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How To Evaluate The Different Types Of Authentication (SPF, Sender-ID, DomainKeys)

There are currently two major types of email authentication systems:

a. IP-based solutions like Sender Policy Framework (SPF) and Sender ID Framework (SIDF), and
b. Cryptographic solutions like DomainKeys Identified Mail (DKIM)

The goal of each is the same: to create a public record against which to validate email messages so that the legitimacy of senders can be verified. Both technologies work to verify that the sender is authorized to send mail from a particular IP address.

A fundamental difference between IP-based and cryptographic authentication solutions is that cryptographic technology protects the integrity of the email contents, while IP-based technology verifies or proves that the sender is authorized by the domain owner to send the mail.

Following is a more in-depth comparison of the three types of email authentication systems (SPF, SIDF, and DKIM).

1. Sender Policy Framework (SPF)
SPF is an IP-based technology that verifies the sender IP address by cross-checking the domain in the email address listed in the visible “Mail From” line of an email against the published record a sender has registered in the Domain Name System (DNS). SPF technology is free to all users.

An SPF record is a list of computer servers or IP addresses that senders indicate are “authorized” to send email that claims to be coming from their domain. When you publish an SPF record for your domain, you declare which IP addresses are authorized to send out email on your behalf. SPF allows senders/marketers effectively to say, “I only send mail from these machines (IP addresses/servers). If any other machine claims that I'm sending mail from there, they are not telling the truth.”

2. Sender ID Framework (SIDF)
Sender ID is basically “Caller ID for email.” SIDF, created by Microsoft, is very similar to SPF. Whereas SPF verifies the visible “Mail From” line of the email, SIDF authenticates either the “Mail From” line or the non-visible “From” line of the email header. Using the US Postal Service as an analogy, SIDF is akin to verifying the authenticity of both the outer envelope and the letterhead on the document inside the envelope.

Here’s how SIDF works:

a. Sender sends an email to Receiver.
b. Receiver’s inbound email server receives the email and calls its Sender ID Framework.
c. Sender ID Framework looks up the Sender ID or SPF record of the domain that Sender is using in the Domain Name System (DNS).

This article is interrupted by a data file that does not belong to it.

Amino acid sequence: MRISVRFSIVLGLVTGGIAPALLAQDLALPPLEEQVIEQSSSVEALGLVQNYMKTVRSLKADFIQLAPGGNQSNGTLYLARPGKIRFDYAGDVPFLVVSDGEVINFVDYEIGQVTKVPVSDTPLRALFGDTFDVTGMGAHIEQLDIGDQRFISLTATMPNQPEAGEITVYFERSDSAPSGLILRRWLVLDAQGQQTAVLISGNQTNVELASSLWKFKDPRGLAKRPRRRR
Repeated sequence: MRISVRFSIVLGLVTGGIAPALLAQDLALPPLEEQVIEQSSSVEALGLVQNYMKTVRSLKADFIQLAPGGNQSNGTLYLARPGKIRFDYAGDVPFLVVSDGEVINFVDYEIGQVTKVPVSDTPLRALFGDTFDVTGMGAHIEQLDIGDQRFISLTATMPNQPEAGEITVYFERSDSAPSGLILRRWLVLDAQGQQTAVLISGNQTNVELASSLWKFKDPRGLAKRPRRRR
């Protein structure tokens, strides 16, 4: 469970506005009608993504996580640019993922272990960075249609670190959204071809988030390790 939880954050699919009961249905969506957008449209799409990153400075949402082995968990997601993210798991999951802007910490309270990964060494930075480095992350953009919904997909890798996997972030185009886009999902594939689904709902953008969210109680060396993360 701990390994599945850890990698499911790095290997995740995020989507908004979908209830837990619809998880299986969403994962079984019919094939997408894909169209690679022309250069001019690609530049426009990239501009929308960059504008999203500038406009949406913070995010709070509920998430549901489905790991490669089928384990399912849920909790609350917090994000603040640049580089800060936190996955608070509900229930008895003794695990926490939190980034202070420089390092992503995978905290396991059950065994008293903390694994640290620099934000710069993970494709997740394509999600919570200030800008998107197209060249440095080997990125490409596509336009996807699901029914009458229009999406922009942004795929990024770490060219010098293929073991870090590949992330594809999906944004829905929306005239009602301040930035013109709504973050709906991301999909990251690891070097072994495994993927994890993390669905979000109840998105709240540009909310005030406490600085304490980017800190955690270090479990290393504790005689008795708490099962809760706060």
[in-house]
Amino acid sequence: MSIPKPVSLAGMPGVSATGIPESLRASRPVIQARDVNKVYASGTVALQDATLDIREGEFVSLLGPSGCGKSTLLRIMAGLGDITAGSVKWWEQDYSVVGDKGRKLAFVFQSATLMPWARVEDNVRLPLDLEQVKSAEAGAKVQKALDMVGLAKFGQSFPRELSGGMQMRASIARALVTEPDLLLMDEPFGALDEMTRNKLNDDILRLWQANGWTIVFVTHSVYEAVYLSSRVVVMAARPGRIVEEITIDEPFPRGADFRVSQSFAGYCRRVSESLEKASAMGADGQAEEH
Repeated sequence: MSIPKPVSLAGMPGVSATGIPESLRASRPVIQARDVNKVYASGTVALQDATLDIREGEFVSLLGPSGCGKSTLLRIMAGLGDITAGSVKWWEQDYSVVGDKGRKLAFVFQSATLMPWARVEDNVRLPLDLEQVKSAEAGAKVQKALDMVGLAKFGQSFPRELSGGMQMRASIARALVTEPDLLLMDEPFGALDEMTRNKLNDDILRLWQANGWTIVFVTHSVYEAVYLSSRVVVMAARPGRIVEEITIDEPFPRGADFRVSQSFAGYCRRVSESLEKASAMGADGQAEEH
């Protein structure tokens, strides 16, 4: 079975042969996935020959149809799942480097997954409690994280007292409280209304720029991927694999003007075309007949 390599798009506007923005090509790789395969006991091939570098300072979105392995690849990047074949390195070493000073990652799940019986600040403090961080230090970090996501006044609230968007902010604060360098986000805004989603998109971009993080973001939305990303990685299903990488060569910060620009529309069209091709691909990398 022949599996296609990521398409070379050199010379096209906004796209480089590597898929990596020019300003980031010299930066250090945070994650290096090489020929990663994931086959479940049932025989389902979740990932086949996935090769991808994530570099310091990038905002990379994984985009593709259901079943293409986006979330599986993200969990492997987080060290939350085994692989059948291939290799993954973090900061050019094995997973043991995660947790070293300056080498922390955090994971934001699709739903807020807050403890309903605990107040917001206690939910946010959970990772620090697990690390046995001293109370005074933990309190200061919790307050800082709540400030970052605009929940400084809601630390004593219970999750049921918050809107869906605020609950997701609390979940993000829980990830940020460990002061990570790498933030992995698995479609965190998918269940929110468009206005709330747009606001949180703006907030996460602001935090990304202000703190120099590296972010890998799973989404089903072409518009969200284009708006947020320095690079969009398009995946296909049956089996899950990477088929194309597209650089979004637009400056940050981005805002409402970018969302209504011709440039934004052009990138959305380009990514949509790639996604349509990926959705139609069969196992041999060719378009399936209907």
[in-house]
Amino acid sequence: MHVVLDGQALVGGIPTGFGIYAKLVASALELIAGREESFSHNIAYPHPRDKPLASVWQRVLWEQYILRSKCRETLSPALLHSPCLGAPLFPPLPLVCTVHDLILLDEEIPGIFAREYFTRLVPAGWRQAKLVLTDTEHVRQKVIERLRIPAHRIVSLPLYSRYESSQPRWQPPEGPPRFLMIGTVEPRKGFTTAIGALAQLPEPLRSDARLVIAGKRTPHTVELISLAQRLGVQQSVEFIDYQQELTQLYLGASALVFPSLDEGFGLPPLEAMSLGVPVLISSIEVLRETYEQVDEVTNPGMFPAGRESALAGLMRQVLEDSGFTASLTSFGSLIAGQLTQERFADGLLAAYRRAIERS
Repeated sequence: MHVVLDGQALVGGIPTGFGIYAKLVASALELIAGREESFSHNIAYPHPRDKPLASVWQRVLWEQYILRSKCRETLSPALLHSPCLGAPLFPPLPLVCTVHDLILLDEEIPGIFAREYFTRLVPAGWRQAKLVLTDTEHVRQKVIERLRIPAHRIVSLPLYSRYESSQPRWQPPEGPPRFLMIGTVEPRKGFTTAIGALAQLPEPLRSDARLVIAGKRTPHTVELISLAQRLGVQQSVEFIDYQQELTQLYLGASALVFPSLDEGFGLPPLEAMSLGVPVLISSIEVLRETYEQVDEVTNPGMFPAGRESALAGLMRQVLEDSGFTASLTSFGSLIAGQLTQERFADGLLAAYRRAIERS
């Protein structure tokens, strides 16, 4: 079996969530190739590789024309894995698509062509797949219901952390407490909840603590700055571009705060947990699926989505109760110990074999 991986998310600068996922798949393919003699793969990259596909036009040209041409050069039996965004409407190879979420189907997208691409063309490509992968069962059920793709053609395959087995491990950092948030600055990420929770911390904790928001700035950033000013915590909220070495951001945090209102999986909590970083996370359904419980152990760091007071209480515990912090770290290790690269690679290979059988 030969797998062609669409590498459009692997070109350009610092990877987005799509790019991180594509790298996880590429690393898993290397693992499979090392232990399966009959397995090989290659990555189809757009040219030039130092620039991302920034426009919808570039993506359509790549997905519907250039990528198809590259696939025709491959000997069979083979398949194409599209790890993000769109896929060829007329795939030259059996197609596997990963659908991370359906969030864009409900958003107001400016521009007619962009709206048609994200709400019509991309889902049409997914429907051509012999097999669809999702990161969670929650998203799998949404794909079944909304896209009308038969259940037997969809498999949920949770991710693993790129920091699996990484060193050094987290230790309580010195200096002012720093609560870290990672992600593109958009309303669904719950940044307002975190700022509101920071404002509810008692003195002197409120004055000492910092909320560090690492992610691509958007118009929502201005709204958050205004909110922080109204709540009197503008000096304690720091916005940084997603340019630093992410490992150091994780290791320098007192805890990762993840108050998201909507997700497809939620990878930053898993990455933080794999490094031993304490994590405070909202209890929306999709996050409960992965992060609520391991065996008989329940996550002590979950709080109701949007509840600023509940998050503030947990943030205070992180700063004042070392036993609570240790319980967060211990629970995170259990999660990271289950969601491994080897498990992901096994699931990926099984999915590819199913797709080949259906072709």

d. The recipient’s ISP determines whether the outbound Mail Server IP address matches any listed IP address authorized to send mail for the user.

3. DomainKeys Identified Mail (DKIM)
DomainKeys Identified Mail is a cryptographic, signature-based type of email authentication. DKIM is a combination of Yahoo’s DomainKeys (DK) and Cisco’s Identified Internet Mail (IIM).

DKIM is offered to all users free of charge. DKIM is available at http://dkim.org . DKIM requires more computing resources than IP based technologies.

DKIM requires email senders’ computers to generate “public/private key pairs” and then publish the public keys into their Domain Name System (DNS) records. The matching private keys are stored in a sender’s outbound email servers, and when those servers send out email, the private keys generate message-specific “signatures” that are added into additional, embedded email headers.

ISPs that authenticate using DKIM look up the public key in DNS and then can verify that the signature was generated by the matching private key. This ensures that an authorized sender actually sent the message, and that the message headers and content were not altered in any way during their trip from the original sender to the recipient.

The DKIM authentication process involves checking the integrity of the message using the public key included in the email signature header, in addition to verifying whether the public key used to sign the message is authorized for use with the sender’s email address. This step currently involves utilizing the DNS record of the sending domain. The authorization records in the DNS contain information about the binding between a specific key and email address. In the US Postal Service analogy DKIM is like verifying a unique signature, which is valid regardless of the envelope or letterhead it was written on.

For more information, please click here for Authentication, Accreditation & Reputation (AAR) – For Marketers! (June 2005), a white paper designed to help marketers navigate the fast-changing and often confusing landscape of AAR with practical, plain-English advice.